Ryan Bayldon-Lumsden is one of 14 councilors representing Gold Coast City Council, Australia’s second largest local government.
- Around 94,000 investment properties on the Gold Coast are eligible for a 10% discount on prepayment rates
- Councilors say removing the rebate would provide the council with an additional $20 million in revenue
- Attempts to remove the rebate in this year’s budget have failed, but the problem could return in 2023
But the 29-year-old doesn’t pay tariffs.
Cr Bayldon-Lumsden worked as a teacher and disability support worker before being elected in 2020 but spent his savings on the campaign.
Like many young Australians, Cr Bayldon-Lumsden said he was unable to break into the housing market, even on a councilor’s salary of $156,000.
“[I’d] never say that I had financial difficulties,” he said.
“I have friends whose rent has gone up $50 to $200 a week over the past few years because the market has changed so much.”
He said the properties they were renting hadn’t changed.
“But values have gone up so much that investors, landlords, can rightly ask for these big rent increases,” he said.
Soaring rents prompted Cr Bayldon-Lumsden to join a small group of advisers seeking to reduce rate discounts for investment property owners.
New Revenue Estimates
Mayor Tom Tate announced Thursday that this year’s budget will include a rate increase of at least 4%, the highest in a decade but still below the CPI of 5.1%.
Households, including homeowners, who pay their rates early or on time are eligible for a 10% discount under municipal concessions.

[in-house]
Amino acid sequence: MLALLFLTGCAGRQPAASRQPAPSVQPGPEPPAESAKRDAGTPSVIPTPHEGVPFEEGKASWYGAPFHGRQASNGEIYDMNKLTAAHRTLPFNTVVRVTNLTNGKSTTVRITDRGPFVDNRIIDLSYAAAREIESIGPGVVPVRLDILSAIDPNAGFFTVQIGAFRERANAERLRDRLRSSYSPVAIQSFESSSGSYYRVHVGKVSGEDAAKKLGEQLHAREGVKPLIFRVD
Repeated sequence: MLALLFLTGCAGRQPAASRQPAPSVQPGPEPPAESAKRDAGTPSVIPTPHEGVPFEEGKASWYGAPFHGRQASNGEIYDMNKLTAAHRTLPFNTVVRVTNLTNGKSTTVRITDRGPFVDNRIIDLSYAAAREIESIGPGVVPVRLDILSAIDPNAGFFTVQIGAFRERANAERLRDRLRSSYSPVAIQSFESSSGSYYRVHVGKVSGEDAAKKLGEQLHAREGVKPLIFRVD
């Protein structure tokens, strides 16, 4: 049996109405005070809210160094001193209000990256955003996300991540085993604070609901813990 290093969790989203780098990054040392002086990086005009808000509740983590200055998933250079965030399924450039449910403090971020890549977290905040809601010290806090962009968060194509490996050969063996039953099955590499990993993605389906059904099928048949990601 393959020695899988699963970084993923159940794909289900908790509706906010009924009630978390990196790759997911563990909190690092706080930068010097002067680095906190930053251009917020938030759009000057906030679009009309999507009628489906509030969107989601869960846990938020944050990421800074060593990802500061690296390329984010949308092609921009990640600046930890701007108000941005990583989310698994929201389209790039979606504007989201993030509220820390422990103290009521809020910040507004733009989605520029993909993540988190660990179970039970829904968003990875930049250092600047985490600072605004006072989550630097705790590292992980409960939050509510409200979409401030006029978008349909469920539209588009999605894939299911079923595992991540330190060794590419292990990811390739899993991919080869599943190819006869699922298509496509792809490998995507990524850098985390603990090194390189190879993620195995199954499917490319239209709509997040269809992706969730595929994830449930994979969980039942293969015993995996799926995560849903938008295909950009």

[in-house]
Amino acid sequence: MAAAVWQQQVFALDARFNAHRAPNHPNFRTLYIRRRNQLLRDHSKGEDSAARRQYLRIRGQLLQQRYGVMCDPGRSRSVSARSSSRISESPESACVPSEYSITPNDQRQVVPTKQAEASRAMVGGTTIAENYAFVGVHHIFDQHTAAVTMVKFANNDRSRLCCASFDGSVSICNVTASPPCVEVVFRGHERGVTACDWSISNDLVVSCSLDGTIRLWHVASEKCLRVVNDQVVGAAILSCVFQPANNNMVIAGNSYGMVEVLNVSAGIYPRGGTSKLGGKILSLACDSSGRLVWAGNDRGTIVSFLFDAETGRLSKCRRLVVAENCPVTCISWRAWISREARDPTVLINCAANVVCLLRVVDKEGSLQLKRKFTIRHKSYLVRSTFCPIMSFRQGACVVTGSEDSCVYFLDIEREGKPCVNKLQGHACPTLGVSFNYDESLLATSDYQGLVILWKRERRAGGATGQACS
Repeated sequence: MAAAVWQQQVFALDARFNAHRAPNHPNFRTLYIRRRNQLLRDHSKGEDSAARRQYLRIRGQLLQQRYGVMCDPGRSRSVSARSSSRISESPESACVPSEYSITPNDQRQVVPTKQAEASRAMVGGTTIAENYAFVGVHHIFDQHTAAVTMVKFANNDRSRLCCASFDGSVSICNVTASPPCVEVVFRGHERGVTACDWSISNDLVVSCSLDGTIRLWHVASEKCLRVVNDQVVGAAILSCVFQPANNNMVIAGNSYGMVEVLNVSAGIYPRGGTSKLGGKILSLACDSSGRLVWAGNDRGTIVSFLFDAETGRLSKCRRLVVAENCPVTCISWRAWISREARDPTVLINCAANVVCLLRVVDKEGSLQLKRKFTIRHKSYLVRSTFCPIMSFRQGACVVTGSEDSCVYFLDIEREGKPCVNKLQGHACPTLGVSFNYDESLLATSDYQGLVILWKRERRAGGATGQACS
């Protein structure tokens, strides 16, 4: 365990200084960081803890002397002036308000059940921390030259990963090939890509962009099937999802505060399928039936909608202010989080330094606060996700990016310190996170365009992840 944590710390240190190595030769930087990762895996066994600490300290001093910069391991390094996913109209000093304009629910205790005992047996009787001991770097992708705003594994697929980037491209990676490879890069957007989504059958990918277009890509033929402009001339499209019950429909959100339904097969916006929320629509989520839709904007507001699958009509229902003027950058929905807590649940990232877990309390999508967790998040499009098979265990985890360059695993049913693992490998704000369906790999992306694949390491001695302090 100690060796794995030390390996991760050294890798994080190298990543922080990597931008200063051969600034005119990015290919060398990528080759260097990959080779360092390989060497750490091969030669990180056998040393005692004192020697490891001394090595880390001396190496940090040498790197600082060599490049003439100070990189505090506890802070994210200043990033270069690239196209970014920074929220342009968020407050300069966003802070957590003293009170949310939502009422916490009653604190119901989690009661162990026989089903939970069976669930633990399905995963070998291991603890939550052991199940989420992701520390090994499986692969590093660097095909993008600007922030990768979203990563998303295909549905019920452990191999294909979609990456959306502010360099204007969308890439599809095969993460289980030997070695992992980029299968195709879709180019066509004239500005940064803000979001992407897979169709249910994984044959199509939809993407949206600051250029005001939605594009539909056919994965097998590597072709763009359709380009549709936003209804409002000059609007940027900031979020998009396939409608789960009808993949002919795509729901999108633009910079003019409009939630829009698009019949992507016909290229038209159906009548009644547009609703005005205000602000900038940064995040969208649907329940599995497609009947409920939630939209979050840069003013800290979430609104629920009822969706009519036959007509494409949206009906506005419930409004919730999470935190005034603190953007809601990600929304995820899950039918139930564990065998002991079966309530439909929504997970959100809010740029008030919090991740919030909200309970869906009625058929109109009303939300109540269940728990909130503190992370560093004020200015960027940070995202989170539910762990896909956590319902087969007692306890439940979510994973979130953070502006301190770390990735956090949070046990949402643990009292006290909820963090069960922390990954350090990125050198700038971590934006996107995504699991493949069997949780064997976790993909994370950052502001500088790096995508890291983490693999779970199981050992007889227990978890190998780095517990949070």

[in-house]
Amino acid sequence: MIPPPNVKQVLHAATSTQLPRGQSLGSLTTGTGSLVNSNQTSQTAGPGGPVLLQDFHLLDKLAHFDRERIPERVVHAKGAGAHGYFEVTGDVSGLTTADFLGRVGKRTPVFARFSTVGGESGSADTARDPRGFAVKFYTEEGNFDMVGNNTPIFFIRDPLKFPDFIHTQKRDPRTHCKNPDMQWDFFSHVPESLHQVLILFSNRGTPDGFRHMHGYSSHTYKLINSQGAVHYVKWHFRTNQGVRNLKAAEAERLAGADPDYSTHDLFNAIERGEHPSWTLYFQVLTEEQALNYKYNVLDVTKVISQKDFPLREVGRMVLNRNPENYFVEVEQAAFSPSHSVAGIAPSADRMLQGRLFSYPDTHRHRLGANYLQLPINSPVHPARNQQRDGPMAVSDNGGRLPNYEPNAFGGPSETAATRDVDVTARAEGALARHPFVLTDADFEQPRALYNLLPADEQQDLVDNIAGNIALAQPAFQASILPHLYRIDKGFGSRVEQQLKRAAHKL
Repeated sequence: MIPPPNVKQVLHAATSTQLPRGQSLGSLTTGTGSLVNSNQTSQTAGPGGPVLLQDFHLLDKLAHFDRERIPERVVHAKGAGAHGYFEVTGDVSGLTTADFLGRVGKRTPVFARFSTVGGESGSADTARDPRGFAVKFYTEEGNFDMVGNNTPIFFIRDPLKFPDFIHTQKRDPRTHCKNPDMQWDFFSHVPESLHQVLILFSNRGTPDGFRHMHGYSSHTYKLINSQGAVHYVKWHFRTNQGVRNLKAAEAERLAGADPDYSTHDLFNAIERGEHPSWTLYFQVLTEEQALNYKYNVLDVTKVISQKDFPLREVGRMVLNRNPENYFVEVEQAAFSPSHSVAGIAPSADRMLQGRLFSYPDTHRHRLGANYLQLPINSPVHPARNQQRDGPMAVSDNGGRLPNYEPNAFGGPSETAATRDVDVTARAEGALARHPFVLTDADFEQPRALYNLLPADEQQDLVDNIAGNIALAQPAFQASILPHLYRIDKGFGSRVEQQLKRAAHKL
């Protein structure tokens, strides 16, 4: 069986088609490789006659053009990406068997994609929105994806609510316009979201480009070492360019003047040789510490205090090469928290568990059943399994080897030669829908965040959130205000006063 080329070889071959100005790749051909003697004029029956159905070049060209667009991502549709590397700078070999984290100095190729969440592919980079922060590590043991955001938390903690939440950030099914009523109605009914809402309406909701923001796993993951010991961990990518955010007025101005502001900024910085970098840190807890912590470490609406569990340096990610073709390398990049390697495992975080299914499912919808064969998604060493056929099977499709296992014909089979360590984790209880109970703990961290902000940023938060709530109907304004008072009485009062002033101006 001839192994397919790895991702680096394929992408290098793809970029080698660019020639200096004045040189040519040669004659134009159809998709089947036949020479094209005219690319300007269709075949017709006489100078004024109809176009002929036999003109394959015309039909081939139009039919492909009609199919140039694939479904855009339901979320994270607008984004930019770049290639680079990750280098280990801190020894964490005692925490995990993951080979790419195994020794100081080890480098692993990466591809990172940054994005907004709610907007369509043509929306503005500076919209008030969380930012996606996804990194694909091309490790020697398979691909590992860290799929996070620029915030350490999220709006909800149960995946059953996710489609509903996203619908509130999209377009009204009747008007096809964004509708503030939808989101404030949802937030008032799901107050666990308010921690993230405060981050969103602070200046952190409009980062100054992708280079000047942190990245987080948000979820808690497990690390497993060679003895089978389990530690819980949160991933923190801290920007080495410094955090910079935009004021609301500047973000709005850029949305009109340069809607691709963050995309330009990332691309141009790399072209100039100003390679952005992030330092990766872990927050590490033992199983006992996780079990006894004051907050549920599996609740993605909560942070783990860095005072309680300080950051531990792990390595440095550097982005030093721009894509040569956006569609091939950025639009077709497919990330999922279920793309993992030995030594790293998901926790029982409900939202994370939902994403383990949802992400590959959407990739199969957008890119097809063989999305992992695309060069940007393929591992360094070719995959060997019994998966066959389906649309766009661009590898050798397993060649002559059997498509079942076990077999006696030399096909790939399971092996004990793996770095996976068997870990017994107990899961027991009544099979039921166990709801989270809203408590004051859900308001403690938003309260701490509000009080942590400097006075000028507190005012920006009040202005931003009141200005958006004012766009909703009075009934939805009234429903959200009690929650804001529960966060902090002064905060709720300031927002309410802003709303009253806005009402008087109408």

But at a special budget meeting this week, Councilor Glenn Tozer sought to scrap that rebate, which roughly equated to $250 per household for the Gold Coast’s 94,000 investment properties.
Cr Tozer said it could increase council revenue by around $20 million a year.
“Now is the time to start having a conversation about it,” he said.
“With 30% of these investment property owners living out of town, we need to find ways to put downward pressure on rates and funding for important community projects.”
Cr Tozer said it seemed appropriate and reasonable to reconsider whether the discount was appropriate or not.
“Australia’s tax office already provides incentives for investment property owners to pay their rates on time,” he said.
“It’s an expense that can be claimed.”
Problem likely to return next year
But the proposal was rejected by a majority of councillors, including Deputy Mayor Donna Gates, who said the cost of removing the discount could be passed on to tenants.
“We need to take care of the whole city right now to maintain the status quo as much as possible,” she told the meeting.
She said the Gold Coast was one of the few local governments to offer the cut and people had come to expect it.
Advisor Herman Vorster said he feared losing the rebate was “the straw that broke the camel’s back” for some investors.
“If Cr Tozer proposed that these new revenues be used for projects x, y and z, maybe we can understand what the trade-off might be,” he said.
Cr Tate said debate on the issue should be considered earlier in next year’s budget process.
Cr Bayldon-Lumsden said people who rented already had to pay an extra $150 a week.
“They’re not going to move out of the rental they’re in for $5 a week,” he said.